PIMA COUNTY, AZ (Tucson News Now) - Stay alert as you file your taxes this season, because this latest scam hopes you won't be paying attention.
Criminals are targeting taxpayers and it involves erroneous tax refunds being deposited into your bank accounts, according to brand new information from the Internal Revenue Service (IRS).
"These criminals have a new twist on an old scam," a news release said. "After stealing client data from tax professionals and filing fraudulent tax returns, these criminals use the taxpayers' real bank accounts for the deposit."
The criminals will reach out to you by either email, or phone call, which Brian Watson said the IRS never does.
"We don't email people, and we don't call people. So if we need to get in touch with you we are going to send you a letter explaining the situation," said Watson, an IRS Special Agent based in the Phoenix Field Office. "You've just got to delete this stuff. Don't click on anything from the IRS. It's the biggest advice right there."
It's why the latest method is cause for concern, using a variation of phone scams that Watson said has stolen about $64 million nationally since 2013.
In one version of this latest scam, "the taxpayer who received the erroneous refund gets an automated call with a recorded voice saying he is from the IRS and threatens the taxpayer with criminal fraud charges, an arrest warrant and a 'blacklisting' of their Social Security Number. The recorded voice gives the taxpayer a case number and a telephone number to call to return the refund," the news release said.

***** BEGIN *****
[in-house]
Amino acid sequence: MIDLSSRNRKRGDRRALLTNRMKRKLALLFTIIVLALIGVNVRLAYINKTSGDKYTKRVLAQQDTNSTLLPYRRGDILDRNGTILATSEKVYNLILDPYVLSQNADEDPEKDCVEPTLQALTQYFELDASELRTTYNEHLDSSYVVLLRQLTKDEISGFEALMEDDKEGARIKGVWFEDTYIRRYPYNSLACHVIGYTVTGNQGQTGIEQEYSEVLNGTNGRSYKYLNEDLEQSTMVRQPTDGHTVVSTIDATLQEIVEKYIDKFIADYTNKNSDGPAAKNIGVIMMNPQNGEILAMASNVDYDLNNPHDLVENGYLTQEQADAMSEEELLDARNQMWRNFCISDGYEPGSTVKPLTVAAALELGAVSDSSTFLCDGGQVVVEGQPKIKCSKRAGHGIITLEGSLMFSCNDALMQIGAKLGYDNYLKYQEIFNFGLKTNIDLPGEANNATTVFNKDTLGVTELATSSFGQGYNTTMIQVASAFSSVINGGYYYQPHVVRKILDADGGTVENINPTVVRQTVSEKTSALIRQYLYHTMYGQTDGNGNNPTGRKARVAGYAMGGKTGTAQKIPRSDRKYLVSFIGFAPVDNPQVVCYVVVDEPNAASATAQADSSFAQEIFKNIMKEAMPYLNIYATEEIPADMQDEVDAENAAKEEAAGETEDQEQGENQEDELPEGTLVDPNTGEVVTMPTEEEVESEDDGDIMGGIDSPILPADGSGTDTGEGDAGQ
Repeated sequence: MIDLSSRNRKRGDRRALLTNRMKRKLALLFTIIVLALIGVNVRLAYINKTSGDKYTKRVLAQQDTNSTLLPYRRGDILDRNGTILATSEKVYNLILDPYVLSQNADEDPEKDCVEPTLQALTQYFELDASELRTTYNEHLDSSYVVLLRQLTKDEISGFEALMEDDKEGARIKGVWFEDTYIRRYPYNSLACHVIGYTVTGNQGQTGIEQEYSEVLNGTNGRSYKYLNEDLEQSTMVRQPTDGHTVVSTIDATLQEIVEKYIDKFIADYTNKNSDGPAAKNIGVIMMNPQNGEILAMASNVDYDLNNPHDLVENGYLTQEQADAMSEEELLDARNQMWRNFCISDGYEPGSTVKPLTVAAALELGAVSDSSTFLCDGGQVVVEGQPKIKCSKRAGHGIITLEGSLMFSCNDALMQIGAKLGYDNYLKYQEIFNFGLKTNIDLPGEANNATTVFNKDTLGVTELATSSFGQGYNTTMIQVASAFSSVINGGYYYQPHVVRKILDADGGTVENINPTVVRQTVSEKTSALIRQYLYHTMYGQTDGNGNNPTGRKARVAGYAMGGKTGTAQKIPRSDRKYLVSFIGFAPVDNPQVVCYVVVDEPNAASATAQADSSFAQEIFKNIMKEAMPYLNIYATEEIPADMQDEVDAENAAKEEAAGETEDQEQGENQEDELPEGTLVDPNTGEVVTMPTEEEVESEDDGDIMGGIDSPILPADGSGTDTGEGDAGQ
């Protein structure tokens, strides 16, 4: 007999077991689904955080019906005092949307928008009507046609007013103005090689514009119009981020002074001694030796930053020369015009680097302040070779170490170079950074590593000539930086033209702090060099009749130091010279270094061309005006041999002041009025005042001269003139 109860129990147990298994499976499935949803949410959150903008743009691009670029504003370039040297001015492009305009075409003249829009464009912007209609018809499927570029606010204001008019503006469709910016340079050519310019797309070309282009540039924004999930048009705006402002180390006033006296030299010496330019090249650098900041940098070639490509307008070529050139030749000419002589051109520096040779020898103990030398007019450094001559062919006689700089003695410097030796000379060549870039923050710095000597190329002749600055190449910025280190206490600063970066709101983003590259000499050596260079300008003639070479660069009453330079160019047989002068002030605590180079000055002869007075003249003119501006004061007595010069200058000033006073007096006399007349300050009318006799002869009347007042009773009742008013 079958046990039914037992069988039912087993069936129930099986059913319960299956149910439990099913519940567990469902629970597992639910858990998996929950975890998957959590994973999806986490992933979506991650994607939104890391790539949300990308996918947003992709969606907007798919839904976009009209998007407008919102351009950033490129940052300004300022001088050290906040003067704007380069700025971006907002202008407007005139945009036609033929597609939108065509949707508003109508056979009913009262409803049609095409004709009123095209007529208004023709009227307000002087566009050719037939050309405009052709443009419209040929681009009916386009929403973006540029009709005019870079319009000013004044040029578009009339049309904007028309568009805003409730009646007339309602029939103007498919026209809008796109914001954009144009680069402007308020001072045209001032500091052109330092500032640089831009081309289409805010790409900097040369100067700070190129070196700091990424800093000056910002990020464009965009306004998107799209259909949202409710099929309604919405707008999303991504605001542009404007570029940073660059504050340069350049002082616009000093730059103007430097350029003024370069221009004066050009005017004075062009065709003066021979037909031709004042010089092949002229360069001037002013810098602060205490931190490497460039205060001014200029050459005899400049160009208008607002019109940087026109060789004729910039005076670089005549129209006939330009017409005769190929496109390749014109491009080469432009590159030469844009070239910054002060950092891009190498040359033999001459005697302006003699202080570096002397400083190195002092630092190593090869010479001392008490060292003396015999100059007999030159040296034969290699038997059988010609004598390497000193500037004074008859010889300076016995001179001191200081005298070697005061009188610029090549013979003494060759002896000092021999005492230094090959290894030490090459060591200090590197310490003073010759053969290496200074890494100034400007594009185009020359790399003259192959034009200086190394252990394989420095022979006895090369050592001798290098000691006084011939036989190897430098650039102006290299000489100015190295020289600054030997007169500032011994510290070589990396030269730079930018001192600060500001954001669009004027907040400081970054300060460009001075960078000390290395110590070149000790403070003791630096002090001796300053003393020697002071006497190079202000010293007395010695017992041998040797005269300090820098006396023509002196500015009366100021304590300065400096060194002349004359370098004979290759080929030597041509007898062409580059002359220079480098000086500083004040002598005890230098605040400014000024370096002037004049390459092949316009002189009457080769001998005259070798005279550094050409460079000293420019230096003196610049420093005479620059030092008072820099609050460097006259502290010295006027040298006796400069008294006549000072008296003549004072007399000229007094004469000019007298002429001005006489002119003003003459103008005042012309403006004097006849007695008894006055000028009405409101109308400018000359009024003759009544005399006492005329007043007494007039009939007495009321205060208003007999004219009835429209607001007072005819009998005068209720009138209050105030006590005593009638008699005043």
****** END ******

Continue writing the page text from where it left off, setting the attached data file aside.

The IRS is calling for tax professionals to increase security of sensitive client tax and financial files.
"Unfortunately, people are just falling for it. They panic," Watson told Tucson News Now. "We think a lot of the people are just not financially savvy. They may live by themselves. They could be older, but we're also finding very young people falling for this scam. They're equal opportunity predators. They're going to take money from whoever they can get money from."
They are preying on you, hoping you won't notice if you've filed yet or if you've received your refund already.
The criminals are just playing the odds.
"They only have to be lucky one out of 100, one out of 1,000 times, to make money and make it worth their time. So it's just the sheer volume that they do it."
Learn the official ways to return an erroneous refund to the IRS.